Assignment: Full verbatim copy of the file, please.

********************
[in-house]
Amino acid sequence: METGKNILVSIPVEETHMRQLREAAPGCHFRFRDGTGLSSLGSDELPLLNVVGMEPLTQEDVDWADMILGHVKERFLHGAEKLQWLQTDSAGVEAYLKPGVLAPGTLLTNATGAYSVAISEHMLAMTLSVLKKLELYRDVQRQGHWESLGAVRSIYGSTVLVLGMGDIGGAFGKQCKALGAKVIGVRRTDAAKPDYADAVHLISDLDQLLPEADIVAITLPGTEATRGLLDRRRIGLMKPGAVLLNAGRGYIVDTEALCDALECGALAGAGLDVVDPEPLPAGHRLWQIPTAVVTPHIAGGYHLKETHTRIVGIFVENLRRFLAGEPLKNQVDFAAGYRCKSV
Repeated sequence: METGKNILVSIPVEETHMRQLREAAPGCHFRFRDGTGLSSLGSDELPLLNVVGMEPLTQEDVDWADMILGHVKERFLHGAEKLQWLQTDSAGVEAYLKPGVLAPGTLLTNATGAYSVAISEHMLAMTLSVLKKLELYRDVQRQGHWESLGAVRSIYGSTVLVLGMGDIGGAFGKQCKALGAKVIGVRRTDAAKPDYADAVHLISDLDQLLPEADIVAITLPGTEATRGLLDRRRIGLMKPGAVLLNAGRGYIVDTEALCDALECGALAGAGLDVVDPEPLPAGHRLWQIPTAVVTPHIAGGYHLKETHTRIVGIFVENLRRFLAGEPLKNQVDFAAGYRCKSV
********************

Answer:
[in-house]
Amino acid sequence: METGKNILVSIPVEETHMRQLREAAPGCHFRFRDGTGLSSLGSDELPLLNVVGMEPLTQEDVDWADMILGHVKERFLHGAEKLQWLQTDSAGVEAYLKPGVLAPGTLLTNATGAYSVAISEHMLAMTLSVLKKLELYRDVQRQGHWESLGAVRSIYGSTVLVLGMGDIGGAFGKQCKALGAKVIGVRRTDAAKPDYADAVHLISDLDQLLPEADIVAITLPGTEATRGLLDRRRIGLMKPGAVLLNAGRGYIVDTEALCDALECGALAGAGLDVVDPEPLPAGHRLWQIPTAVVTPHIAGGYHLKETHTRIVGIFVENLRRFLAGEPLKNQVDFAAGYRCKSV
Repeated sequence: METGKNILVSIPVEETHMRQLREAAPGCHFRFRDGTGLSSLGSDELPLLNVVGMEPLTQEDVDWADMILGHVKERFLHGAEKLQWLQTDSAGVEAYLKPGVLAPGTLLTNATGAYSVAISEHMLAMTLSVLKKLELYRDVQRQGHWESLGAVRSIYGSTVLVLGMGDIGGAFGKQCKALGAKVIGVRRTDAAKPDYADAVHLISDLDQLLPEADIVAITLPGTEATRGLLDRRRIGLMKPGAVLLNAGRGYIVDTEALCDALECGALAGAGLDVVDPEPLPAGHRLWQIPTAVVTPHIAGGYHLKETHTRIVGIFVENLRRFLAGEPLKNQVDFAAGYRCKSV